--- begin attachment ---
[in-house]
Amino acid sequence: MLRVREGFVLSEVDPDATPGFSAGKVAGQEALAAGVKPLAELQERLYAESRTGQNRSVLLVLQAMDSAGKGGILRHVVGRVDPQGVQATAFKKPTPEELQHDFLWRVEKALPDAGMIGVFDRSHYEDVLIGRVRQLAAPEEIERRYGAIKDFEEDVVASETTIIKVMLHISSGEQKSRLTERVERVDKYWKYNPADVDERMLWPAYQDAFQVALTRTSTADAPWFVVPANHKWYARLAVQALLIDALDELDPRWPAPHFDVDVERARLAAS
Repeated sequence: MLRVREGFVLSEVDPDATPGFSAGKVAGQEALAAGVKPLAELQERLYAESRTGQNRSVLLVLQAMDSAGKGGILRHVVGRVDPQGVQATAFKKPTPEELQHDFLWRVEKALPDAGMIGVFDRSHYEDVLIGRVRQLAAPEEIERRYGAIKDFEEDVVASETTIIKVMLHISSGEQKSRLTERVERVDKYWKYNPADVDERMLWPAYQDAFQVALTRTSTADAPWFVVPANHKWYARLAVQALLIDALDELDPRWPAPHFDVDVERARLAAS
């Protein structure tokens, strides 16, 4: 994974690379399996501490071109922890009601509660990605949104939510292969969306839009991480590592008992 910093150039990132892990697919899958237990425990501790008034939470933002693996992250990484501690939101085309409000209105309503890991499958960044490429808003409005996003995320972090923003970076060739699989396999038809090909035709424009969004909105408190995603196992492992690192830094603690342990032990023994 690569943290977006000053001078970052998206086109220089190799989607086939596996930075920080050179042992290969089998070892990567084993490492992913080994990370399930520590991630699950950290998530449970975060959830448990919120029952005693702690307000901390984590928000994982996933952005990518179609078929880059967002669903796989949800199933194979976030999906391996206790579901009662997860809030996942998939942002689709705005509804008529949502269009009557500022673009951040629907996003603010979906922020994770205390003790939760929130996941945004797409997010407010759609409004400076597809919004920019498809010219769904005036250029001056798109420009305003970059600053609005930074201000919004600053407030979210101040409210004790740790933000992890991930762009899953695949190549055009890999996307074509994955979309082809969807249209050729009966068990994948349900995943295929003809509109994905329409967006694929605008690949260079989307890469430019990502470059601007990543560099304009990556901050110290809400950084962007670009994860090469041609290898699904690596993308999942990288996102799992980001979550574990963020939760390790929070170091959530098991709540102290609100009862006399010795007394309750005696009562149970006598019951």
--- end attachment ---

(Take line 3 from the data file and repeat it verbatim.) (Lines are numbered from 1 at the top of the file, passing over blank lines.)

Repeated sequence: MLRVREGFVLSEVDPDATPGFSAGKVAGQEALAAGVKPLAELQERLYAESRTGQNRSVLLVLQAMDSAGKGGILRHVVGRVDPQGVQATAFKKPTPEELQHDFLWRVEKALPDAGMIGVFDRSHYEDVLIGRVRQLAAPEEIERRYGAIKDFEEDVVASETTIIKVMLHISSGEQKSRLTERVERVDKYWKYNPADVDERMLWPAYQDAFQVALTRTSTADAPWFVVPANHKWYARLAVQALLIDALDELDPRWPAPHFDVDVERARLAAS